Dateline Hollywood -- the satiric website run in part by my Variety colleague Ben Fritz -- has fooled 'em again.
And this time, it was no less than CBS-owned WJZ-TV in Baltimore that failed to get the joke.
No, contrary to this Dateline Hollywood piece (see above), Michael Richards did not attend a celebrity roast for Whoopi Goldberg in blackface.
And no, he did not pour a bottle of Aunt Jemima syrup over Whoopi's head, despite what the story said.
See, ahem, it's a joke. Given the uproar over Richards' use of the n-word at the Laugh Factory, it would have been mighty insane for him to do those things, yes? But somehow no one at WJZ saw the absurdity of that. At least at first. The story ran on the station's 5 p.m. and 6 p.m. newscasts, before being corrected at 11.
A former colleague of mine (see how incestuous this is, by the way?), former Variety scribe Nick Madigan, now a media reporter for the Baltimore Sun, caught WJZ's goof:
WJZ's story, broadcast at least twice yesterday afternoon in breaking-news style by anchor Sally Thorner, was attributed to DatelineHollywood.com. But WJZ's news department was apparently unaware that every story on the Web site satirizes Hollywood.
"It should not have aired," Gail Bending, WJZ's news director, said after being alerted by a colleague to the story's lack of foundation and the site's cheerful irreverence for the truth. Bending said the producer who proposed the story did not verify its accuracy. The station ran a brief correction during its 11 p.m. newscast, saying the Richards story "turned out to be a hoax."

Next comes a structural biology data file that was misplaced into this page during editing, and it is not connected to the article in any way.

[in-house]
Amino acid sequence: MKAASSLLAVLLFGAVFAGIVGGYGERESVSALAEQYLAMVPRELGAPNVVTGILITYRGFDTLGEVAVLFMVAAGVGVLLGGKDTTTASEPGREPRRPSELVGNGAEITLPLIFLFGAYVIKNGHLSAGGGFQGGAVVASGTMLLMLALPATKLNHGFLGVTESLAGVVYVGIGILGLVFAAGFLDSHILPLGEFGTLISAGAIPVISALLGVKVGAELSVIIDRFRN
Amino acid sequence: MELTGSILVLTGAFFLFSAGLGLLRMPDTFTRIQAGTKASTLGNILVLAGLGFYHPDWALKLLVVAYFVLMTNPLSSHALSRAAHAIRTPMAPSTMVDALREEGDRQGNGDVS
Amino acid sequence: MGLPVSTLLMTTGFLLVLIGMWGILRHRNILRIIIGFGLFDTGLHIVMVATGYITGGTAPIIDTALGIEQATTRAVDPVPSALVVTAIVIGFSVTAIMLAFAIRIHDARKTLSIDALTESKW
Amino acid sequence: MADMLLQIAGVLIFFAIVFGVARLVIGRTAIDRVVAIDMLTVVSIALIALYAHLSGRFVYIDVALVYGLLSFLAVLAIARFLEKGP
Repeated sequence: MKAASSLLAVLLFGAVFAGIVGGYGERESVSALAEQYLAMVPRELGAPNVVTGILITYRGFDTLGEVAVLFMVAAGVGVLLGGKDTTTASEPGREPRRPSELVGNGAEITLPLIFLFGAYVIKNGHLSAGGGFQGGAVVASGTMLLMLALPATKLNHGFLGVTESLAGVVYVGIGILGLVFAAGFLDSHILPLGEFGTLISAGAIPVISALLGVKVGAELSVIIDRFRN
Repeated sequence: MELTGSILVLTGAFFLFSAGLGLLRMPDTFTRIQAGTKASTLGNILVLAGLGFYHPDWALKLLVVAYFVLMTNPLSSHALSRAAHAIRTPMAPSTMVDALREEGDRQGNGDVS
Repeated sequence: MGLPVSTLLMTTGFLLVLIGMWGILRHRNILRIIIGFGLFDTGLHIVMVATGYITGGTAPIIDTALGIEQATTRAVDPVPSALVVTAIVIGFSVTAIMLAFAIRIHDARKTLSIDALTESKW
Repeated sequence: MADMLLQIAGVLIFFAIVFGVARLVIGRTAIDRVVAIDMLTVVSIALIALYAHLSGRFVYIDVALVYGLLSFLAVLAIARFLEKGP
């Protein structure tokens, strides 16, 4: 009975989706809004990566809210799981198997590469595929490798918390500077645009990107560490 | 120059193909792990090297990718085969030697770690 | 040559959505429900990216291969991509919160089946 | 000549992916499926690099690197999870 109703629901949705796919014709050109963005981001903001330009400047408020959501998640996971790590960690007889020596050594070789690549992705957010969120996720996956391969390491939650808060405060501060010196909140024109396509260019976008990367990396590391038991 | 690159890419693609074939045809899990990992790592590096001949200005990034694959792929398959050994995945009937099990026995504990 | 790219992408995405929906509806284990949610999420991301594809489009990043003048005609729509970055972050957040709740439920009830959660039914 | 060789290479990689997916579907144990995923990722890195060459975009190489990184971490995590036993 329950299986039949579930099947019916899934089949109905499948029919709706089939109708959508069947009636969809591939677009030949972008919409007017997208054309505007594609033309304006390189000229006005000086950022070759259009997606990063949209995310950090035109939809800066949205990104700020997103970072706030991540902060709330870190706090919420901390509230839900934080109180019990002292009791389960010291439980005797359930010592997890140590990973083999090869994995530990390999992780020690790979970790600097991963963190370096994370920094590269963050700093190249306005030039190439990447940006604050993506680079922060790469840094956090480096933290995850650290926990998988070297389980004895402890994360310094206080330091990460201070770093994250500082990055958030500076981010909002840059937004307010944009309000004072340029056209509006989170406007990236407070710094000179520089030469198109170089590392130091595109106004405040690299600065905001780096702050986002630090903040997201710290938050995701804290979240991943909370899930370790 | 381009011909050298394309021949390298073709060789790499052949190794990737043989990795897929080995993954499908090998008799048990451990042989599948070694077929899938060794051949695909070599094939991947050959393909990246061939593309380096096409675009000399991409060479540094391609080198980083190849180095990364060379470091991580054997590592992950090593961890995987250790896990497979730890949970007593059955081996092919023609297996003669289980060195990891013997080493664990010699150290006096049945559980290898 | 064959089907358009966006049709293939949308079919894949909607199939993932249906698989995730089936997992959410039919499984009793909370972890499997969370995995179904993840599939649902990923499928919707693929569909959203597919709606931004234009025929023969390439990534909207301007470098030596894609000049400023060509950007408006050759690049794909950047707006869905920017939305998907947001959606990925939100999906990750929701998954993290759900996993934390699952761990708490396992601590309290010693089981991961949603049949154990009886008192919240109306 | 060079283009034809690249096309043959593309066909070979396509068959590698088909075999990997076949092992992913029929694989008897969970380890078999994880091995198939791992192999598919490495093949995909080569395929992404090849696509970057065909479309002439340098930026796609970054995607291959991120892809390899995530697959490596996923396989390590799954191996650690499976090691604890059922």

Uh, if by "hoax" you mean "obvious parody that we were too dumb to realize was an obvious parody." Don't send the WJZ folk any links to The Onion!
This isn't the first time Dateline Hollywood fooled people into believing their dispatches were real. As I wrote in September 2005, a Dateline Hollywood piece quoting Pat Robertson blaming Hurricane Katrina on the choice of Ellen DeGeneres hosting the Emmys made the e-mail rounds, and became such urban legend that Snopes.com created a page debunking it.
More recently, another website went on a tirade against the FCC reading a Dateline Hollywood piece reporting that the agency had banned all four-letter words from the tube.
Nice work, guys!